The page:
The Spirit of Truth

Text: John 3:8
Date: Day of Pentecost + 5/20/18

“The wind blows where it wishes, and you hear its sound, but you do not know where it comes from or where it goes. So it is with everyone who is born of the Spirit.”

The fiftieth day of Easter, the Day of Pentecost. The day when the promised Holy Spirit came upon the disciples. We heard the beginning of St. Peter’s sermon in Acts 2. He preached not about the Holy Spirit, however, but about Jesus of Nazareth, “a man attested to you by God with mighty works and wonders and signs that God did through him.” Next Sunday we will hear Jesus’ words to Nicodemus, saying, “unless one is born again he cannot see the kingdom of God.” As He does this He says some strange words. “The wind blows where it wishes, and you hear its sound, but you do not know where it comes from or where it goes. So it is with everyone who is born of the Spirit.” What does being born again have to do with Pentecost? What does Pentecost have to do with being born again?

Nicodemus didn’t understand Jesus. He didn’t understand because “that which is born of the flesh is flesh,” that is, he was still under the darkness of the promise. A promise has to do with a future fulfillment. That fulfillment happens only by receiving a new birth, a birth by water and the Spirit. “Unless one is born of water and the Spirit, he cannot enter the kingdom of God.”

When we hear this text we rightly think of the sacrament of Holy Baptism. But that sacrament was not yet given. So what was Nicodemus supposed to think? He and we all are to think of Jesus’ baptism. John the Baptist saw it, that is the Holy Spirit descending upon Jesus in the form of a dove.

Water and the Spirit go together. They’ve always been together since even before the beginning, the genesis when “the earth was without form and void, and darkness was over the face of the deep. And the Spirit of God was hovering over the face of the waters” (Gen 1:2) ready for action. As at creation so does a new creation happen by water and the Spirit. When we are baptized we are baptized into Christ. And “if anyone is in Christ, he is a new creation” (2 Cor 5:17).

“How can these things be?” asked Nicodemus. And indeed we ask with him, “How can these things be?” “All that the mortal eye beholds is water as we pour it. Before the eye of faith unfolds the power of Jesus’ merit” (LSB 406). It’s by faith, Nicodemus, by faith.

It’s like wind. The word for spirit can also be translated wind of breath. You know what wind is. You can feel it with your body. Sometimes you can even hear it, except that wind as moving air has no sound by itself unless it interacts with forces against it. So where does wind come from? And where does it go? Martin Luther said it this way: “Yes, everything in the world feels the wind…and yet you cannot tell me from which hole it emerges, even though this were but a few inches behind you. Nor can you tell me how far it blows and where it stops, even though it blows right in front of your nose.”[1] The point is we understand our new birth by faith, only by faith.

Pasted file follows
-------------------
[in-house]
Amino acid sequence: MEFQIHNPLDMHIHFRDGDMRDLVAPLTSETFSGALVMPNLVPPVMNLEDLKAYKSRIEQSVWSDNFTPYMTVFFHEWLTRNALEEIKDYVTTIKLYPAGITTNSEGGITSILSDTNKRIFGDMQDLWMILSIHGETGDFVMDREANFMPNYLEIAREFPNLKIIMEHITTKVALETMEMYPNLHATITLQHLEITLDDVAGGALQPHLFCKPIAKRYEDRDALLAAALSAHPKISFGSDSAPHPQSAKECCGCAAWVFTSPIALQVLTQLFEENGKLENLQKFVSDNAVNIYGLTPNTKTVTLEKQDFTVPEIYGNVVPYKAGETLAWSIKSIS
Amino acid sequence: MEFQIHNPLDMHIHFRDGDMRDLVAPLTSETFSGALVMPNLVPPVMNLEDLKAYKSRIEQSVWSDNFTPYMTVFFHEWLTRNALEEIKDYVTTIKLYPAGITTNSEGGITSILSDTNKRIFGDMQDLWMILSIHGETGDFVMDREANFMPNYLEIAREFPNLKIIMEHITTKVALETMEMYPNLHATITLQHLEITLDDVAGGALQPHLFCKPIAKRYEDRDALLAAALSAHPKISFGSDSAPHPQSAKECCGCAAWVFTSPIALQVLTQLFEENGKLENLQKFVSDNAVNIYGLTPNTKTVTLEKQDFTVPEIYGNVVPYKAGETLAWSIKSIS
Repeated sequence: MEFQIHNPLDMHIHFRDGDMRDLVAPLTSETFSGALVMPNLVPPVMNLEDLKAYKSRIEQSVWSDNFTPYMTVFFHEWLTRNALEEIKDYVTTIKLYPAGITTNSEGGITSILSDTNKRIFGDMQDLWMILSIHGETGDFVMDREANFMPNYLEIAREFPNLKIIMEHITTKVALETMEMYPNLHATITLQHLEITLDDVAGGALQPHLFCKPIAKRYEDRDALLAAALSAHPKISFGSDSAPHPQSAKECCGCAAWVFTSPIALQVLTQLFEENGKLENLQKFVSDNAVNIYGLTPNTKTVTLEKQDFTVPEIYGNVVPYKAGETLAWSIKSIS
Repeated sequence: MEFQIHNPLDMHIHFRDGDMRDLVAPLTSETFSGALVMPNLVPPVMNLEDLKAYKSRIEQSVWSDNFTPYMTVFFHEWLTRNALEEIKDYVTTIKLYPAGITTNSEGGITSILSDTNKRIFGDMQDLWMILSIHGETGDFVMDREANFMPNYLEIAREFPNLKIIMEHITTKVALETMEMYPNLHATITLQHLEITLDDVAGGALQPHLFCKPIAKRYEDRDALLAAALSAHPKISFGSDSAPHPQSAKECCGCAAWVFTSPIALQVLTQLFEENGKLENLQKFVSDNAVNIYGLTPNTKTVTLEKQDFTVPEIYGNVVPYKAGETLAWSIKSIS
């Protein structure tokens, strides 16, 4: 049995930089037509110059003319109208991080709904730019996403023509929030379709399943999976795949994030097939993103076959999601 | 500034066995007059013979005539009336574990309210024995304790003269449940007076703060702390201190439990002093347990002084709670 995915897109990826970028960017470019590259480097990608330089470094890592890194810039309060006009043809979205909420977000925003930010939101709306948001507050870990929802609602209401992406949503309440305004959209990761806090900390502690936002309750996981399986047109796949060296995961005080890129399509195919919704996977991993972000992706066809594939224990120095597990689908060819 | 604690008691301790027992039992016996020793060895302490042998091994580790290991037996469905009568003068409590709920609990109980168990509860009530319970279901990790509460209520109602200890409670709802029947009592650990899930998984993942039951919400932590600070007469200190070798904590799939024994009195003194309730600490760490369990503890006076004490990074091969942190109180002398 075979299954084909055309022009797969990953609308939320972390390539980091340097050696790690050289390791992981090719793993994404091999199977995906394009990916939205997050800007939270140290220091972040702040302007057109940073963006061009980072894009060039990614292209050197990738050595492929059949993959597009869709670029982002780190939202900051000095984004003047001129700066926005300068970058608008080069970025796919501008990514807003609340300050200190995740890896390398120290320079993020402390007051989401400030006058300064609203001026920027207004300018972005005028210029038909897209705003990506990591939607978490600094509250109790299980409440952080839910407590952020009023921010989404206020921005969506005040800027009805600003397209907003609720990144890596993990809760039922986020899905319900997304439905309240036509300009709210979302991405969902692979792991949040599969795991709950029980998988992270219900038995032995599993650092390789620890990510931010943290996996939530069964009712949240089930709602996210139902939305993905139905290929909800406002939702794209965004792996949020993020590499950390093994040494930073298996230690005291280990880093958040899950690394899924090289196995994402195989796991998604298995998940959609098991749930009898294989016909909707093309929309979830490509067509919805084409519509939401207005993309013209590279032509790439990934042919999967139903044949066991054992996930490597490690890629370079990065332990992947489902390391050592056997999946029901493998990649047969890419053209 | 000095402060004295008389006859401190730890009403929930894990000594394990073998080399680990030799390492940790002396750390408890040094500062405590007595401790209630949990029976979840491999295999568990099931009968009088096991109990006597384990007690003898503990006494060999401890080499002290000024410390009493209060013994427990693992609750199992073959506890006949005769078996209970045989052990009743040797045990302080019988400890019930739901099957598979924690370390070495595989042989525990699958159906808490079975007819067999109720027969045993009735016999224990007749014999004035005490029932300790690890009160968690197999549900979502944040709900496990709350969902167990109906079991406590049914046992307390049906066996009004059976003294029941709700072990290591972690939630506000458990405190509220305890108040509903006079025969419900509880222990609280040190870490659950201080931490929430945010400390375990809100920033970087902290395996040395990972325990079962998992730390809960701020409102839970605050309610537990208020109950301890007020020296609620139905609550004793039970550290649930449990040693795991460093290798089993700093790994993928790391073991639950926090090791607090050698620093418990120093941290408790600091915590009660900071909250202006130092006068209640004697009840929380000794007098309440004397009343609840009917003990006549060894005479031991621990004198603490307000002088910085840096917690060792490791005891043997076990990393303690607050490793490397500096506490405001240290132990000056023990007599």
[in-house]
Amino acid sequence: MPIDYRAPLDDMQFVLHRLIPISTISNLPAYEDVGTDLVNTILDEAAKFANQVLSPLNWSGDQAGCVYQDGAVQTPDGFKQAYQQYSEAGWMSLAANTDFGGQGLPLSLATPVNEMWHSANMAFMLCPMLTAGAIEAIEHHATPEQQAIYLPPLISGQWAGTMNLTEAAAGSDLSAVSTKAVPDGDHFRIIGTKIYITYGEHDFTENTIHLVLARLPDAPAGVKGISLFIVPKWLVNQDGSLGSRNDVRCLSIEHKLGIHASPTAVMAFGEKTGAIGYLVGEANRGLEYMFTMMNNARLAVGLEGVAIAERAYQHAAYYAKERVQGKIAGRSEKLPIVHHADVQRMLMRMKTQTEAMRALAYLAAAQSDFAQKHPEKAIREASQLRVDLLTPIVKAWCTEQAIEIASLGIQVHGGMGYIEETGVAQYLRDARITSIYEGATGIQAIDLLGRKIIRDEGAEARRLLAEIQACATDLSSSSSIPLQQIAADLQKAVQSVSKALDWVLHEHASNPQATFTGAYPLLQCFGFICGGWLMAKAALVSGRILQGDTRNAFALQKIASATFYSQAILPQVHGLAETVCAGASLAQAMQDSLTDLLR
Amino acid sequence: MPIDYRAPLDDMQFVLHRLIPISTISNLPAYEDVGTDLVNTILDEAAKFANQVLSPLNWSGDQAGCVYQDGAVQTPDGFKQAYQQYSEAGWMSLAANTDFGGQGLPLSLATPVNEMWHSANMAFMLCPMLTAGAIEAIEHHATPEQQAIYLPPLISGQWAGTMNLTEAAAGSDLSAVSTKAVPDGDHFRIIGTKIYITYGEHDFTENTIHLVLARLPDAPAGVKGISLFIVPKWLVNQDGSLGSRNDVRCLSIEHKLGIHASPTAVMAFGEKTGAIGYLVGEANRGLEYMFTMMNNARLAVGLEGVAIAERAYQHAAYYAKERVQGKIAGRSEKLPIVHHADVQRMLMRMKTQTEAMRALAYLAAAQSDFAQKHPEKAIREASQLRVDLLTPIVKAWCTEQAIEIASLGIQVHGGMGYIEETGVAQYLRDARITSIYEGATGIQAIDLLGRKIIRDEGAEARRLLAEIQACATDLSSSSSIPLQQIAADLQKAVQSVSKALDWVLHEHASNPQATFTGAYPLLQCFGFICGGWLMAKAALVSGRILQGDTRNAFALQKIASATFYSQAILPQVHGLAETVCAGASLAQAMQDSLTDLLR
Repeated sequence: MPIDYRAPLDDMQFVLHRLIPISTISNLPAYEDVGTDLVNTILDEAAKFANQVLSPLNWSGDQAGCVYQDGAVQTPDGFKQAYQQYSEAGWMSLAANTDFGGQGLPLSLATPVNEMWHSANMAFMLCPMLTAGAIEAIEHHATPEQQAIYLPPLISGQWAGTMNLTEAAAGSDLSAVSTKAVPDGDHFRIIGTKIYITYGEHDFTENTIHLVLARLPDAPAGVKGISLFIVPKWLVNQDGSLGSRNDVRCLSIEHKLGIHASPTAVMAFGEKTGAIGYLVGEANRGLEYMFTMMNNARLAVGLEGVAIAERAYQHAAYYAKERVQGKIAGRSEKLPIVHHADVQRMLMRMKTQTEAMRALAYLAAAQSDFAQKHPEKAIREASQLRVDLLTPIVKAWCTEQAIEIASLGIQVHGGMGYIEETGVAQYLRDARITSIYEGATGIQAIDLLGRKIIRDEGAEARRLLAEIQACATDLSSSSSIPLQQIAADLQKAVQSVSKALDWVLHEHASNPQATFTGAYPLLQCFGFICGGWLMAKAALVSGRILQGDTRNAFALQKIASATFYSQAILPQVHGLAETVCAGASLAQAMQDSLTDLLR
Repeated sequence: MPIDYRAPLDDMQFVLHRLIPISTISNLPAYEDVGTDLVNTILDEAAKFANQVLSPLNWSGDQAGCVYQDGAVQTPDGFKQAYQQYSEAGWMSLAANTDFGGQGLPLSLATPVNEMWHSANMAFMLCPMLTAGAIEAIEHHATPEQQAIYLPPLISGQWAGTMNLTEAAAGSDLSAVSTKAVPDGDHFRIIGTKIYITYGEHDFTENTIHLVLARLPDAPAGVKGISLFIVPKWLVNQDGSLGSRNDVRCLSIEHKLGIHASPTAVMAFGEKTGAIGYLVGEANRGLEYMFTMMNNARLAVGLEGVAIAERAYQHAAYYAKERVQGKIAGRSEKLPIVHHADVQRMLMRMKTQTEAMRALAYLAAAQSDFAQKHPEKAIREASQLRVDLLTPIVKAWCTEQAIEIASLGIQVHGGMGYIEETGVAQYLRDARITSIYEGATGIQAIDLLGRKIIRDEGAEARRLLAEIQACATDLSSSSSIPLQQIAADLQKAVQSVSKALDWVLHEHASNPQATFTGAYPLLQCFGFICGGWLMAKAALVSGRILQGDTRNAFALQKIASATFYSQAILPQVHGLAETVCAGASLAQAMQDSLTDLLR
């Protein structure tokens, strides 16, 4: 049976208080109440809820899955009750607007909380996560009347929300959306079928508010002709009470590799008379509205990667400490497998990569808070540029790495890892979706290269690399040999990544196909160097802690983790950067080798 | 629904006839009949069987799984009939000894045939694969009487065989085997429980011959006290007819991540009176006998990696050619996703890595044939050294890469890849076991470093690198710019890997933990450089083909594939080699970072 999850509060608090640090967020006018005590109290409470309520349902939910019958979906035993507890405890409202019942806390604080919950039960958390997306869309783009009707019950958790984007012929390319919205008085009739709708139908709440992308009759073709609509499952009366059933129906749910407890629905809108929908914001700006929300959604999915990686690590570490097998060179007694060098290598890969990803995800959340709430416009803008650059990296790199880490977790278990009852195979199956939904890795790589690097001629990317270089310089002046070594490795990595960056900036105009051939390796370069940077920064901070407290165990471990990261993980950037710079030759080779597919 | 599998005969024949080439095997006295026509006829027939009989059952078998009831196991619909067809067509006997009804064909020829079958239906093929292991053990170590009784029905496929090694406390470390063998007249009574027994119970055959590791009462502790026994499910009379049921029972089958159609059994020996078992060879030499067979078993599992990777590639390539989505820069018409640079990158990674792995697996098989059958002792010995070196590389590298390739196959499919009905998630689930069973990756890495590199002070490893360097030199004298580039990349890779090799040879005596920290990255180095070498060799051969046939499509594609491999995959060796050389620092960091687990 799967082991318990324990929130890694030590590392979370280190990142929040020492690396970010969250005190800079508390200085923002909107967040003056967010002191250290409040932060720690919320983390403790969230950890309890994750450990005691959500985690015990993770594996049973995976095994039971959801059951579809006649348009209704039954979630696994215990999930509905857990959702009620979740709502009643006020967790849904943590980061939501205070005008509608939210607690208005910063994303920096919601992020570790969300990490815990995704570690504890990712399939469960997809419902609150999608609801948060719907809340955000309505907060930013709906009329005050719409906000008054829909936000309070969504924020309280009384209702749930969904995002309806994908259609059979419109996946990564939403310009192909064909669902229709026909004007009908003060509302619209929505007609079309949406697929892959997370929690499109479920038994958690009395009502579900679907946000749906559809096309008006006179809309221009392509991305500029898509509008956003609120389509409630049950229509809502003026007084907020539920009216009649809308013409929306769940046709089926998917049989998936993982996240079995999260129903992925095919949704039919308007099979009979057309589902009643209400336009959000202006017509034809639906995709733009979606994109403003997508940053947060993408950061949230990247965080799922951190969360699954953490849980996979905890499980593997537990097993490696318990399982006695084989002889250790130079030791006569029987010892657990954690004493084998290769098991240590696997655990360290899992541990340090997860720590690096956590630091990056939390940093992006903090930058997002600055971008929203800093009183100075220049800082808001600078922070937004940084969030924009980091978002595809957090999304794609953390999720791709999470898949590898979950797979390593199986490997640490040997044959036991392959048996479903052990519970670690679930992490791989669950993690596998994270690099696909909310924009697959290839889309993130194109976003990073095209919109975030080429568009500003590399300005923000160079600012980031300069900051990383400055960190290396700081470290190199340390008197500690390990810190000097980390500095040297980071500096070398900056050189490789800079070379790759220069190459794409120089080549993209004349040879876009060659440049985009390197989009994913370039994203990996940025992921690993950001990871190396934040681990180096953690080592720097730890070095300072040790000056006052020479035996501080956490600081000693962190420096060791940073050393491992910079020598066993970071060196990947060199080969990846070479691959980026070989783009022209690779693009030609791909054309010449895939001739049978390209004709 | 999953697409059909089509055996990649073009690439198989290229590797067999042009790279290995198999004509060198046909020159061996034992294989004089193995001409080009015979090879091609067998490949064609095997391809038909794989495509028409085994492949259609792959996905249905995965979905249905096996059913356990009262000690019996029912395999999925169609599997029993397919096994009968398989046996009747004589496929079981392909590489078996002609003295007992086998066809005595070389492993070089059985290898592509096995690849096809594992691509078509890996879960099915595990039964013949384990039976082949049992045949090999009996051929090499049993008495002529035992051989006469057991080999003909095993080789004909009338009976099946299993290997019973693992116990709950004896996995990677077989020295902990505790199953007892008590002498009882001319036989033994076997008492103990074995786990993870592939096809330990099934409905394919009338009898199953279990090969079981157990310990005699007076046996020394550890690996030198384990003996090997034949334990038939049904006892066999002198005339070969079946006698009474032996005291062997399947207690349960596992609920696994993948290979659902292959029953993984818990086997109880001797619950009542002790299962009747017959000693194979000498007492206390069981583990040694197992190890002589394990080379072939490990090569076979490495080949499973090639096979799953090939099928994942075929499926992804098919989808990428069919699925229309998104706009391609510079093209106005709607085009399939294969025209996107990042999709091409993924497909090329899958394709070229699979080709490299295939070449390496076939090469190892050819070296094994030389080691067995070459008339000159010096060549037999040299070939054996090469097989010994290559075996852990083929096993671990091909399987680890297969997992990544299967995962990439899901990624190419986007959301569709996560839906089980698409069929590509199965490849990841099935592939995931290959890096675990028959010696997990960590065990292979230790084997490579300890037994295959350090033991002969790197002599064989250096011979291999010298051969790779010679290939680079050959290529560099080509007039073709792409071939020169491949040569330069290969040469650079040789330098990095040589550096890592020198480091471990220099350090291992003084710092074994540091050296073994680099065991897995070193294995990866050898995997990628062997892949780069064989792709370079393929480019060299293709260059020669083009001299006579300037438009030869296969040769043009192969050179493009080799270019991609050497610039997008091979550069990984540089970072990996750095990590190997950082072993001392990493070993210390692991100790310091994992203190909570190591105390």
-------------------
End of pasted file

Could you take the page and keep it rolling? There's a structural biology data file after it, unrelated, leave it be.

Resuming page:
Faith in what? The sound of the wind is heard in this Word of God: “I baptize you in the name of the Father and of the Son and of the Holy Spirit.” And with this wind is also the baptismal water. Though we cannot understand how a person is renewed by water and the Holy Spirit just like we cannot truly understand how God created us in the first place. But the Holy Spirit Himself creates that gift of faith that, though I don’t understand it, because God says it I believe it.

When we are born anew the Old Adam in us is drowned and dies with all sins and evil desires, the New man emerges and arises to live before God in righteousness and purity forever. Water baptism in the Spirit both kills and makes alive as St. Paul says so clearly, “We were therefore buried with [Christ] through baptism into death in order that, just as Christ was raised from the dead through the glory of the Father, we too may live a new life” (Rom 6:4).

The wind, the Spirit, is all about Jesus Christ. Jesus said, “Whoever has seen me has seen the Father” (Jn 14:9). On that Day of Pentecost Peter did not talk about the wind, that is the Spirit. He preached Christ crucified, saying, “This Jesus, delivered up according to the definite plan and foreknowledge of God, you crucified and killed by the hands of lawless men. God raised him up, loosing the pangs of death, because it was not possible for him to be held by it…. Being therefore exalted at the right hand of God, and having received from the Father the promise of the Holy Spirit, he has poured out this that you yourselves are seeing and hearing” (Acts 2:23, 32).